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From Florida to Michigan: Jeb Bush on Education Reform

Tom Walsh  

Former governor Jeb Bush visits a second grade class at Mater Academy Elementary School in Hialeah Gardens, Florida. Mater Academy Elementary is a K-5 public charter school that ranks as one of the top elementary schools in Miami Dade County. Photo courtesy of Foundation for Excellence in Education.

When he was Florida’s governor from 1999 to 2007, Jeb Bush made education reform his top priority. Upon leaving office, he created the Foundation for Excellence in Education — a nonprofit working with state leaders to offer education solutions that increase student learning, advance equity, and enhance college and career readiness — which he still chairs.  

Today the former governor believes that boosting student achievement is more critical than ever – and he’ll be driving that message home as a speaker at the 2019 Mackinac Policy Conference. 

Bush’s 1999 “A+ Plan” for education required testing of all students, graded all Florida public schools, and rewarded improvement with extra funding. Fourth grade reading scores increased markedly, and high school graduation rates have risen steadily. 

While proud of the progress, Bush warns that a high school diploma in 2019, in Florida or other states, does not mean that high school graduates are ready for college.  

According to Bush, for many students, the last two years of high school are not utilized well or made more relevant.  

I think the next iteration of reforms is ‘how do you create a real command focus on college readiness and career readiness?’”  

Bush has also been a steadfast proponent of school choice for parents, in the form of charter schools, private school vouchers, and online schools. 

Achieving consensus around bold new education strategies, however, is a tall order in today’s toxic political environment, he says. 

“Everything seems to be hyperpartisan, hyperpoliticized. I think the left-right coalitions for reform have eroded as part of that new political climate, so that creates a challenge for sure.”  

One hopeful area, he notes, is growing support among both Democratic and Republican governors for “career readiness” efforts to prepare students not only for the next stage of school, but for the next stage of life – modern jobs and career paths.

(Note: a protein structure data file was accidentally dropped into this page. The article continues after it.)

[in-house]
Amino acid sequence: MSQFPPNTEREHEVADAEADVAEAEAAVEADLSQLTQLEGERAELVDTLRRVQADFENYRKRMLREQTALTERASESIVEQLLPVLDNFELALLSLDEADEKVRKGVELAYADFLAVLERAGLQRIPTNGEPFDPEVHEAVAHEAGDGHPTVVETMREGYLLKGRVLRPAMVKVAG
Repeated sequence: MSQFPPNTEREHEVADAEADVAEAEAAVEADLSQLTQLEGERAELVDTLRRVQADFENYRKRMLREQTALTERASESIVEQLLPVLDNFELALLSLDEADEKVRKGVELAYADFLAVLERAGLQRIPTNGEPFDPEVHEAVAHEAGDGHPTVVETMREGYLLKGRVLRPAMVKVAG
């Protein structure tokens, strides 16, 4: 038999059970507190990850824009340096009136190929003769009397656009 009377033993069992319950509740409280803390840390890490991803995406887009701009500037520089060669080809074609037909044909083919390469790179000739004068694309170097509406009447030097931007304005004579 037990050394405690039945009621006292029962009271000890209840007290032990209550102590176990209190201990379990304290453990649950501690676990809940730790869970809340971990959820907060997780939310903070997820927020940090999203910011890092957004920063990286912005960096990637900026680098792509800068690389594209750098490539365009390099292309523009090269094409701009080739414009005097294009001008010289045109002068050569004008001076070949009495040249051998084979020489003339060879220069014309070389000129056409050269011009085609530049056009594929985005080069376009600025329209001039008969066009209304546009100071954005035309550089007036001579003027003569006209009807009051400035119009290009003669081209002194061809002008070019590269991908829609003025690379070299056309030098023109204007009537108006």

Jeb Bush – Former Governor, State of Florida; Founder, President, and Chairman, Foundation for Excellence in Education

Michigan, a state hard-hit in recent decades by the disappearance of high-paying blue-collar manufacturing jobs that didn’t require post-high school education a generation ago, is fertile ground for such an approach. 

“The economy is in transition across country. States like Michigan have paid a heavy price because of industrial manufacturing base there was stronger, bigger, more important than in Florida and other states. How we educate and train is a high priority now across the country. And I think it’s an imperative in Michigan.”  

Six years ago, Bush addressed the 2013 Mackinac Policy Conference and was working with Michigan’s Legislature and then Gov. Rick Snyder on reform proposals like the school choice and fourth grade reading emphasis of the Florida “A+ Plan.”  

But change has been slow to come. Last year, Michigan ranked 33rd among the 50 states in Education Week’s annual rankings based on National Assessment of Educational Progress student test scores and other factors. A variation of one of Bush’s Florida initiatives from 15 years ago, the A-through-F grading of public schools, finally won approval by very narrow margins in Michigan’s lameduck legislative session last year during the final days of Snyder’s tenure, but has yet to be implemented. 

Major education changes for Michigan and many other states, Bush suggests, will require a breakthrough in the chronic pull-and-tug between would-be reformers and teachers’ unions. 

After 20 years in the education policy arena, Jeb Bush continues to soldier on, not because the battle will ever end or that total victory can ever be declared, but because the cause is too important to abandon. 

Tom Walsh is a former Detroit Free Press business editor and columnist.